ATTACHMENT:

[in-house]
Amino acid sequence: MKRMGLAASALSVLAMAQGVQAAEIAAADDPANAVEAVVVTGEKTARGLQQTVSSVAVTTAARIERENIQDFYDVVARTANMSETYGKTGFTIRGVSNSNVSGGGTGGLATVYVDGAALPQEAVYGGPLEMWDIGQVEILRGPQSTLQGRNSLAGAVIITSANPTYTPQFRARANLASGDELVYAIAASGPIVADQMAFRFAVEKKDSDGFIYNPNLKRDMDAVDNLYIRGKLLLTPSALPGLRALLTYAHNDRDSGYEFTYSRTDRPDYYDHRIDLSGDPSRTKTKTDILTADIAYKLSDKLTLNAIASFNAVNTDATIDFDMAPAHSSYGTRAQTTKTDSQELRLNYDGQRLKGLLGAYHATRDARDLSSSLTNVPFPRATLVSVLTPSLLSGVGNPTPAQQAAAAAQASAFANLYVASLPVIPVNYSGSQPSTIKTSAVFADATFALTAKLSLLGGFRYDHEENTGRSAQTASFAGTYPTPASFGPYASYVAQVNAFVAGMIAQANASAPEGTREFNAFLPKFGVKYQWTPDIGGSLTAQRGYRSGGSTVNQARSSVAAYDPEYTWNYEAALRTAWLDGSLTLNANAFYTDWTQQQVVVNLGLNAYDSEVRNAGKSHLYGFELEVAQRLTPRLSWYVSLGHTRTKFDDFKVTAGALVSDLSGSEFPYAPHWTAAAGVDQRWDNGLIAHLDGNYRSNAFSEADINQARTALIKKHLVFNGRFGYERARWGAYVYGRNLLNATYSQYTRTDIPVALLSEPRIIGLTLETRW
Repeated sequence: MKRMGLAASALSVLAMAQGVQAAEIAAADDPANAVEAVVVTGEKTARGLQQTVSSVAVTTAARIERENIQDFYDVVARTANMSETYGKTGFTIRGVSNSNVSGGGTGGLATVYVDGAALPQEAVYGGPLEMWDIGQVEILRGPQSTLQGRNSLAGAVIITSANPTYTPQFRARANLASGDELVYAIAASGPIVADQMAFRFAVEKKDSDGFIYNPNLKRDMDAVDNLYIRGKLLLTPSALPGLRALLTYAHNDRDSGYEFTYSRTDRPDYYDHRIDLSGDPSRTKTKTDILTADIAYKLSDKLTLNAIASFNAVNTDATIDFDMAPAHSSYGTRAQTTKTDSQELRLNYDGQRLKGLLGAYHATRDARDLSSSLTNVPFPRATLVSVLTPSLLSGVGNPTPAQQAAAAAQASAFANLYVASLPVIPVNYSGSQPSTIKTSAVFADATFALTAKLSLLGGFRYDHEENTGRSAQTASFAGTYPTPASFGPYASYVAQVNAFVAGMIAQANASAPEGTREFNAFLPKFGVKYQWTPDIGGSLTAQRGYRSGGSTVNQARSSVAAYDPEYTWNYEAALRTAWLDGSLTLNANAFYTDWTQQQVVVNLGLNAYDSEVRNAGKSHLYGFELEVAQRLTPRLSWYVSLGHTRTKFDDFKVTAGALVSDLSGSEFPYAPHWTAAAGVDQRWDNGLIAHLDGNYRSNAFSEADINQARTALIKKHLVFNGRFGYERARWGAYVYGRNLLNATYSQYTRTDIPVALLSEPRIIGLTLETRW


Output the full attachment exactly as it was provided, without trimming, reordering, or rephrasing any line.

[in-house]
Amino acid sequence: MKRMGLAASALSVLAMAQGVQAAEIAAADDPANAVEAVVVTGEKTARGLQQTVSSVAVTTAARIERENIQDFYDVVARTANMSETYGKTGFTIRGVSNSNVSGGGTGGLATVYVDGAALPQEAVYGGPLEMWDIGQVEILRGPQSTLQGRNSLAGAVIITSANPTYTPQFRARANLASGDELVYAIAASGPIVADQMAFRFAVEKKDSDGFIYNPNLKRDMDAVDNLYIRGKLLLTPSALPGLRALLTYAHNDRDSGYEFTYSRTDRPDYYDHRIDLSGDPSRTKTKTDILTADIAYKLSDKLTLNAIASFNAVNTDATIDFDMAPAHSSYGTRAQTTKTDSQELRLNYDGQRLKGLLGAYHATRDARDLSSSLTNVPFPRATLVSVLTPSLLSGVGNPTPAQQAAAAAQASAFANLYVASLPVIPVNYSGSQPSTIKTSAVFADATFALTAKLSLLGGFRYDHEENTGRSAQTASFAGTYPTPASFGPYASYVAQVNAFVAGMIAQANASAPEGTREFNAFLPKFGVKYQWTPDIGGSLTAQRGYRSGGSTVNQARSSVAAYDPEYTWNYEAALRTAWLDGSLTLNANAFYTDWTQQQVVVNLGLNAYDSEVRNAGKSHLYGFELEVAQRLTPRLSWYVSLGHTRTKFDDFKVTAGALVSDLSGSEFPYAPHWTAAAGVDQRWDNGLIAHLDGNYRSNAFSEADINQARTALIKKHLVFNGRFGYERARWGAYVYGRNLLNATYSQYTRTDIPVALLSEPRIIGLTLETRW
Repeated sequence: MKRMGLAASALSVLAMAQGVQAAEIAAADDPANAVEAVVVTGEKTARGLQQTVSSVAVTTAARIERENIQDFYDVVARTANMSETYGKTGFTIRGVSNSNVSGGGTGGLATVYVDGAALPQEAVYGGPLEMWDIGQVEILRGPQSTLQGRNSLAGAVIITSANPTYTPQFRARANLASGDELVYAIAASGPIVADQMAFRFAVEKKDSDGFIYNPNLKRDMDAVDNLYIRGKLLLTPSALPGLRALLTYAHNDRDSGYEFTYSRTDRPDYYDHRIDLSGDPSRTKTKTDILTADIAYKLSDKLTLNAIASFNAVNTDATIDFDMAPAHSSYGTRAQTTKTDSQELRLNYDGQRLKGLLGAYHATRDARDLSSSLTNVPFPRATLVSVLTPSLLSGVGNPTPAQQAAAAAQASAFANLYVASLPVIPVNYSGSQPSTIKTSAVFADATFALTAKLSLLGGFRYDHEENTGRSAQTASFAGTYPTPASFGPYASYVAQVNAFVAGMIAQANASAPEGTREFNAFLPKFGVKYQWTPDIGGSLTAQRGYRSGGSTVNQARSSVAAYDPEYTWNYEAALRTAWLDGSLTLNANAFYTDWTQQQVVVNLGLNAYDSEVRNAGKSHLYGFELEVAQRLTPRLSWYVSLGHTRTKFDDFKVTAGALVSDLSGSEFPYAPHWTAAAGVDQRWDNGLIAHLDGNYRSNAFSEADINQARTALIKKHLVFNGRFGYERARWGAYVYGRNLLNATYSQYTRTDIPVALLSEPRIIGLTLETRW